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Monday morning rolls around, and invariably with it the question of, “What did you do this weekend?” If you spent your weekend at GMX Volume 5 in historic Franklin, TN, you may have a hard time answering. Chased by a life-sized Dalek? An all night bender of board games? Learning how to program apps for iOS? GMX offered a plethora of different answers that would raise an eyebrow or two.

One of the best things about this convention is the variety of fandom that it caters to. Panels were offered on almost anything you care to geek out about, from anime to beer. I sat down in a few panels over the weekend, and enjoyed all of them. Beat the Geeks was a fun trivia competition that allowed attendees to show of the depths of their knowledge. It was entertaining to watch people trying to recover obscure facts from distant memories. The panel leaders of Minecraft : Surviving Your First Night did an excellent job of improvising a new direction for the panel after learning the crowd of about 30 players were all well pass their first night. They facilitated a great discussion, and everyone walked away with some new knowledge about the game.

I’m prone to dabble in most of the interests that the panels of the con offered, but my two hobbies are video games and board games. GXM distinguishes between the two by labeling them as digital gaming for video games, and the increasing popular term “analog games” to note more traditional style games including board, card, and tabletop role playing games.

The moment I heard this years digital gaming room was sponsored by GameStop, I knew what to expect. Entering the room, I noticed seven displays set up, as well as a low resolution projector on the back wall. Console selection was limited to Xbox 360, PlayStation 3, and Wii, which is no surprise because these systems move the bulk of GameStop’s inventory currently, and as a company, they don’t offer any older systems. Fighting games and first person shooters were found at most of the stations. An area set up to play Dance Central 3 had a good draw, thanks in part to a young attendee challenging people to take his place at the top of the high score list. A Wii U station was conspicuously missing. While the system is not a runaway hit, it really shines for 5 player games and it’s a missed opportunity to bring a fun, easy-to-play variety of games to the digital gaming area.

The analog gaming area was handled very well. A decent sized library of games was available for checkout. The room also included a dealer to purchase new games from. Members of the local gaming community were on-hand to help teach new games which is helpful for getting more players involved. Cards Against Humanity, a card game that feels like Apples to Apples if it had been developed by Sarah Silverman, was spotted often at the convention. The popularity of the game at the con may have been increased by the release of a special expansion offered exclusively at one of the panels.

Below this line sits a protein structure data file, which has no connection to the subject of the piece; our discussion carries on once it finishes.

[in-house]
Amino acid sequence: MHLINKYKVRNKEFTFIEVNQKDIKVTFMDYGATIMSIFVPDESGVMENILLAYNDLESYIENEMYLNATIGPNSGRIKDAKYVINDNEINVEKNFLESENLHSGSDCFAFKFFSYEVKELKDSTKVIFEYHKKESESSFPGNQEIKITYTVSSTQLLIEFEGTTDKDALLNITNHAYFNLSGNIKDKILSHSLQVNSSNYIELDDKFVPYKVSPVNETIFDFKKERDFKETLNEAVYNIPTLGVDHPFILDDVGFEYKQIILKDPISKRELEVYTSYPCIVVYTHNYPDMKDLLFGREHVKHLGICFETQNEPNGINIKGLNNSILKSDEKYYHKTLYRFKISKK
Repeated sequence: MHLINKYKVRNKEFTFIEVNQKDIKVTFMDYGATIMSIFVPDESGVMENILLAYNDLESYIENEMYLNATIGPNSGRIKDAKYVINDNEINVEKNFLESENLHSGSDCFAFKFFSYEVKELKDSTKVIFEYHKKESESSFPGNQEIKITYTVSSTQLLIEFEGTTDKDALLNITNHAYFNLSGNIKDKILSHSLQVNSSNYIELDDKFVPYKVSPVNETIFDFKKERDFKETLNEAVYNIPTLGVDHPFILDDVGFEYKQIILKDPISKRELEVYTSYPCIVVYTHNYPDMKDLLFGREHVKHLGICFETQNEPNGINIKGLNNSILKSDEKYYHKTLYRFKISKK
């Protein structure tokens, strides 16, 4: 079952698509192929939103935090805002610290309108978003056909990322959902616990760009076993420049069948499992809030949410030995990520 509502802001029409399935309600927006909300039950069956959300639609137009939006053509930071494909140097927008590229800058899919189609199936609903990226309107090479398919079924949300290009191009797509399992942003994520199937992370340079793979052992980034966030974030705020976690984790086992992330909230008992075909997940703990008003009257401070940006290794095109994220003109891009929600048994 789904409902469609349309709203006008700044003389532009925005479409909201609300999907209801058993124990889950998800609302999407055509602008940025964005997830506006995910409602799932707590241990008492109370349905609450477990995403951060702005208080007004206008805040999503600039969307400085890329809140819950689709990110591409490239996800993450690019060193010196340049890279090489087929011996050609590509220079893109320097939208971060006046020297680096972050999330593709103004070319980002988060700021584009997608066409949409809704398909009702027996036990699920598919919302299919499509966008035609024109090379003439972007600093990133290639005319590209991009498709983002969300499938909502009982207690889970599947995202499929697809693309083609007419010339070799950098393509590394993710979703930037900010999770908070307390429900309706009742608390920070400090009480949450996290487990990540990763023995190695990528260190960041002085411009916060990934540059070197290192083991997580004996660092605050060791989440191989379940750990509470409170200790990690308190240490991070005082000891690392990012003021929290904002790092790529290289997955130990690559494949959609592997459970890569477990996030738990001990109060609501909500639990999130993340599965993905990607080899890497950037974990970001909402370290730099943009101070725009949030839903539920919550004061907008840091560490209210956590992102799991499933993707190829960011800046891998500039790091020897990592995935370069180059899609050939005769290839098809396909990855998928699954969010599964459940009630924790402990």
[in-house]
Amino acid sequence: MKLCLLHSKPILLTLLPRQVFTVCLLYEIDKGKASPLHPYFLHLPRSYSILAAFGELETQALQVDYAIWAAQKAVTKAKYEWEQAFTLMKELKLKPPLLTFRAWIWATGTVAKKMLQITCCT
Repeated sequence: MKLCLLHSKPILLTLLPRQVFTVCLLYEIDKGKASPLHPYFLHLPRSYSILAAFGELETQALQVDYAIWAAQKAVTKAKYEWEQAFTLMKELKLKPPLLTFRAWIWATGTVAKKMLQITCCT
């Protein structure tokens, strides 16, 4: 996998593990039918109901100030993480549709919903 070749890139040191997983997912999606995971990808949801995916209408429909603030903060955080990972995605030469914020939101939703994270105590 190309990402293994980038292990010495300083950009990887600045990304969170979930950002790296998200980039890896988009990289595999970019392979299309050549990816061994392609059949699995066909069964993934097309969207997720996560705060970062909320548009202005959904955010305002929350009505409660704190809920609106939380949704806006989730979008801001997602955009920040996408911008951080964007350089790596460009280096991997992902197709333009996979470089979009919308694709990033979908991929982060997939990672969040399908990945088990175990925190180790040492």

The convention was hosted in the Marriott Convention Center of Cool Springs. The convention center space did not lend itself to this type of event very well. The corridors of the area were lined with vendors and autograph tables making an already small space smaller. During its first two years, GMX featured a main stage in an open area, which is a great because it provides a central location to congregate. Without it, there wasn’t an easily identifiable central hub of con related activity.

The most notable guest that I saw was Timothy Zahn. Local celebrity Bill Byrge was on hand, which some people may know from several of the Ernest films. There was also an actress that I believe was in an episode of Game of Thrones. Whenever I passed her table, she was more interested in whatever was happening on her iPhone than greeting people and trying to sell autographs, so I never figured out exactly who she was.

The hotel lobby provided a nice area to escape to if you didn’t want to be elbow to elbow with fellow geeks. A piano was available for people to sit and play at their leisure, and a number of very talents fans entertained passersby and patrons in the lounge. It’s fun to watch the reactions of other guest as the enter the hotel lobby. Obviously, the hotel employees do not warn people when reservations are made that a convention is taking place. I suppose that anyone who had never been to a con before might be alarmed if after their room was booked, they got a warning from the hotel staff not to be surprised if Gandolf or a Slenderman greeted them upon their arrival. Some guest might start wondering about the hotel’s cancellation policy shortly afterwards.

With a price tag of $45.00 for all three days of the event, I feel it’s a solid convention for people within a hundred miles of the mid-state, who have a broad interest in geek culture. The different panels and board gaming room were big draws for me, with the venue and the nothing-out-of-the-ordinary video game room were disappointments, but not deal breakers.